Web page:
a

Mice were treated with 0.1 mg of the indicated peptide 8 days postinfection with TMEV. PIFS developed significantly less frequently in FVB/Db (p = 0.021), (FVB × B6)F1 (p = 0.011), 129 (p < 0.001), and (129 × B6)F1 (p < 0.001) in comparison to C57BL/6 mice (overall differences by χ2; p < 0.001). No significant differences were observed in the frequencies of PIFS in comparisons among FVB/Db, (FVB × B6)F1, 129, and (129 × B6)F1 mice.

It is possible that a specific gene could confer resistance or susceptibility to VP2121–130 PIFS. To address this possibility, (129 × B6)F1 mice were backcrossed with B6 mice. Of the 60 (129 × B6) × B6 mice generated through this backcross, 28 succumbed to PIFS when administered the VP2 peptide 8 days post-TMEV infection (Table IV). The observed 1:1 ratio of the backcross animals succumbing to VP2121–130 PIFS is in accordance with the hypothesis that a single gene confers resistance or susceptibility to VP2121–130 PIFS. However, microsatellite analysis performed on animals generated in this backcross revealed that susceptibility to VP2121–130 PIFS was dictated in a complex fashion and identified no single gene that can account for the resistance of 129 mice. However, C57BL/6 genes located near D2Mit312 (p = 0.0009) and D16Mit34 (p = 0.0039) on chromosomes 2 and 16 were both found to render mice more resistant to VP2121–130 PIFS. The importance of these loci was confirmed by two independent analyses. This was an unexpected result, considering that the C57BL/6 strain is susceptible to VP2121–130 PIFS. An implication of these findings is that genes are interacting to determine susceptibility to PIFS and that susceptibility to PIFS is under complex genetic control.

It should be noted that some chromosomal segments could not be analyzed using this procedure because of the highly similar microsatellite sequences present in the analyzed mouse lines. We attempted to specifically look at the importance of genes mapping to the region of chromosome 10 that includes the perforin locus, but were unsuccessful because no polymorphisms in this region were discernable. Even a search for single-nucleotide differences within the amplified segments failed to identify differences in this region of chromosome 10.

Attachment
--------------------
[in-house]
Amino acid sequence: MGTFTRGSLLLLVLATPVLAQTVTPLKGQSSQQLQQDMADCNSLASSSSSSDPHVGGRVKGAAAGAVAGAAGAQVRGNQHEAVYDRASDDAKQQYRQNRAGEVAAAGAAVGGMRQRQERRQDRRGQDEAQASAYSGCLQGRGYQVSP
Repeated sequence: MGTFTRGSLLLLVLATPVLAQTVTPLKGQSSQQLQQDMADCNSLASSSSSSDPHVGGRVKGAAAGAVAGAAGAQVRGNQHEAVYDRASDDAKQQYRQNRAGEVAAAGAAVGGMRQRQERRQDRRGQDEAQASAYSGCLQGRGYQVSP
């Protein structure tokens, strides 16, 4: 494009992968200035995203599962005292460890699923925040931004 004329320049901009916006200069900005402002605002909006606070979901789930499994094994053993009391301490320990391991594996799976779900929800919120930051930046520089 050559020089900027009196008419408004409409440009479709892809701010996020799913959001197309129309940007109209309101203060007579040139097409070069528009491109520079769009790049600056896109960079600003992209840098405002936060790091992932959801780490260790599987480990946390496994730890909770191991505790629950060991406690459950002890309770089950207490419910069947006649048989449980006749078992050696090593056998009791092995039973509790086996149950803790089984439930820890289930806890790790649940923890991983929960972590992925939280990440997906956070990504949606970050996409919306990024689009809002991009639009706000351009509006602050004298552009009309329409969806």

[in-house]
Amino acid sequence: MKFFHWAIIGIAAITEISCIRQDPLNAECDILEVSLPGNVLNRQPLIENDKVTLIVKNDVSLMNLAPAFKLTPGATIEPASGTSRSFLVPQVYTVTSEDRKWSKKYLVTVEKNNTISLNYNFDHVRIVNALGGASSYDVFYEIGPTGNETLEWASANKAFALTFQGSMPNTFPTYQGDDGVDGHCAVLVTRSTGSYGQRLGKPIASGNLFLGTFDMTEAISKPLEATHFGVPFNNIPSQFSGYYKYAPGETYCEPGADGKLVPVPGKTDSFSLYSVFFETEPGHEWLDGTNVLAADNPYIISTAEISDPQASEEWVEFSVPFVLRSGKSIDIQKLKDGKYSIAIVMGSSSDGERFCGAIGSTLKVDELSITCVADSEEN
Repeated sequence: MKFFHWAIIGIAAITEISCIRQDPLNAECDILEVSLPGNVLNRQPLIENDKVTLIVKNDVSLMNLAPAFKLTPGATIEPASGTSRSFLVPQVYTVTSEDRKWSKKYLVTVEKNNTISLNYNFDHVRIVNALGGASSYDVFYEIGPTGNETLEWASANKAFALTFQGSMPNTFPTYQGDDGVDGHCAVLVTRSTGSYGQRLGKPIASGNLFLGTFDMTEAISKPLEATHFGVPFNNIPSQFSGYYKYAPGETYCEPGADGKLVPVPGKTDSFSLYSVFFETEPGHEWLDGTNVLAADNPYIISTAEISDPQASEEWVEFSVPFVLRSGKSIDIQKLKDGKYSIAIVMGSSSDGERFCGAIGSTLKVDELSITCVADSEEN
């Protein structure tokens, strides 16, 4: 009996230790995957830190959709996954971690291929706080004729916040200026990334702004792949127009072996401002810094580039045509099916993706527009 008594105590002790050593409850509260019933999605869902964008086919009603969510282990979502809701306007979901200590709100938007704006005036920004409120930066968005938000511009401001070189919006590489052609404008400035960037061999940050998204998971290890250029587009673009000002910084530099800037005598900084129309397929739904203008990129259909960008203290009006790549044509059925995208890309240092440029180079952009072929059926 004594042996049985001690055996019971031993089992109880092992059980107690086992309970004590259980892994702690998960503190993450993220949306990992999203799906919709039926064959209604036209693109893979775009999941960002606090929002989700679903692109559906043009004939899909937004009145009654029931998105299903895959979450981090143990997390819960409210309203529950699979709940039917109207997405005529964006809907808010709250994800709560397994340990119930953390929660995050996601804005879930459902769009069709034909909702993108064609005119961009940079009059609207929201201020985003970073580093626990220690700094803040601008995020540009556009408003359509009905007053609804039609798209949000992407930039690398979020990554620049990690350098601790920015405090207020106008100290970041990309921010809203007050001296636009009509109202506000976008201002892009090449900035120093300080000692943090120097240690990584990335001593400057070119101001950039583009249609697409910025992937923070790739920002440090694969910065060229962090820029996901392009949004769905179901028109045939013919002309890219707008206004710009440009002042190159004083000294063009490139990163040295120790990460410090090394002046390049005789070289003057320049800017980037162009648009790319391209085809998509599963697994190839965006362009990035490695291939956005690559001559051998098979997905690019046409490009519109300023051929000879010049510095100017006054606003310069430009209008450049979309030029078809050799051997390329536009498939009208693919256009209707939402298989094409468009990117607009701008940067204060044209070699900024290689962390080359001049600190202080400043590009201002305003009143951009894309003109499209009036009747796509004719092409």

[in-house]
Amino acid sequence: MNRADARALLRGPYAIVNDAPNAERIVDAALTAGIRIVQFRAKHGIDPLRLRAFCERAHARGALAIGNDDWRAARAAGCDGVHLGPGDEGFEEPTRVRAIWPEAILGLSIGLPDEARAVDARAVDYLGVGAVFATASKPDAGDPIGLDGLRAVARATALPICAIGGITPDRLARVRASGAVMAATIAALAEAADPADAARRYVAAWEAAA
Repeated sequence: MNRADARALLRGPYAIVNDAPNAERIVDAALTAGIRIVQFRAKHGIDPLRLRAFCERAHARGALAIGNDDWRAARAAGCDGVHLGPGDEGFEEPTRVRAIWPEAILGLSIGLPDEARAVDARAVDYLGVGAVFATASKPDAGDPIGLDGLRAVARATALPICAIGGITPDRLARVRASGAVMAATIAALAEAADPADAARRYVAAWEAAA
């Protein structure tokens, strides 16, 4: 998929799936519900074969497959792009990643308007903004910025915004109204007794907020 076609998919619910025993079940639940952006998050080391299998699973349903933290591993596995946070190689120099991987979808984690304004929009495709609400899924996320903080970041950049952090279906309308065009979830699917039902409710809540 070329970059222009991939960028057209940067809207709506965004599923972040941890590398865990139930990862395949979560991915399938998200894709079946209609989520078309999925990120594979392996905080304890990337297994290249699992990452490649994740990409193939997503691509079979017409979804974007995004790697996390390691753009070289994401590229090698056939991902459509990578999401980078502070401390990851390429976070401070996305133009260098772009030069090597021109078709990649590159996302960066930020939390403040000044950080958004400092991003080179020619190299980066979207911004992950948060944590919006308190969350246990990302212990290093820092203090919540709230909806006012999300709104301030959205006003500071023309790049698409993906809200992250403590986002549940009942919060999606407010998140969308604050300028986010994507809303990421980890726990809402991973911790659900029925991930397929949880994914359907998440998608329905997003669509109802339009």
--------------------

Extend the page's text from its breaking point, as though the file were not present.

The question of whether genetic differences defining susceptibility to PIFS influence the properties of the immune system or influence the differential susceptibility of vital tissues to immune mediators was addressed using bone marrow chimera experiments. Lethally irradiated, resistant 129 mice were reconstituted with bone marrow from susceptible C57BL/6-ly5.1 mice. Six weeks after chimerization, the animals were challenged with TMEV intracranially. On day 7 postinfection, the animals were treated with 100 μg of VP2121–130 peptide i.v. and scored for PIFS over the next 2 days. In contrast to the completely resistant phenotype of nonchimeric 129 mice to PIFS, seven of eight C57BL/6-ly5.1 → 129 chimeric animals succumbed to PIFS (p < 0.001). Analysis of the brain-infiltrating lymphocytes by flow cytometry revealed that >95% of the T cells in the brains of the TMEV-infected chimeric mice were of donor (susceptible phenotype) origin. This finding is consistent with the hypothesis that the genetic differences distinguishing resistance and susceptibility in C57BL/6 and 129 mice is a property of bone marrow-derived cells and likely is attributable to differences in the immune response. The reciprocal experiment was also performed in which resistant 129 bone marrow was used to reconstitute C57BL/6-ly5.1 animals. However, in this case, chimerism was incomplete with only 40–60% of the brain-infiltrating lymphocytes being of donor origin. This group of chimeric mice was somewhat more resistant (four of eight animals succumbed to PIFS) in comparison to the uniformly susceptible C57BL/6-ly.1 and standard C57BL/6 mice. The incomplete protection of the partially chimeric animals can be attributed to the substantial numbers of host T cells present in the TMEV-infected brains. Again, these results, although not definitive, are consistent with the view that susceptibility to PIFS is a determinant associated with traits expressed by C57BL/6 T cells.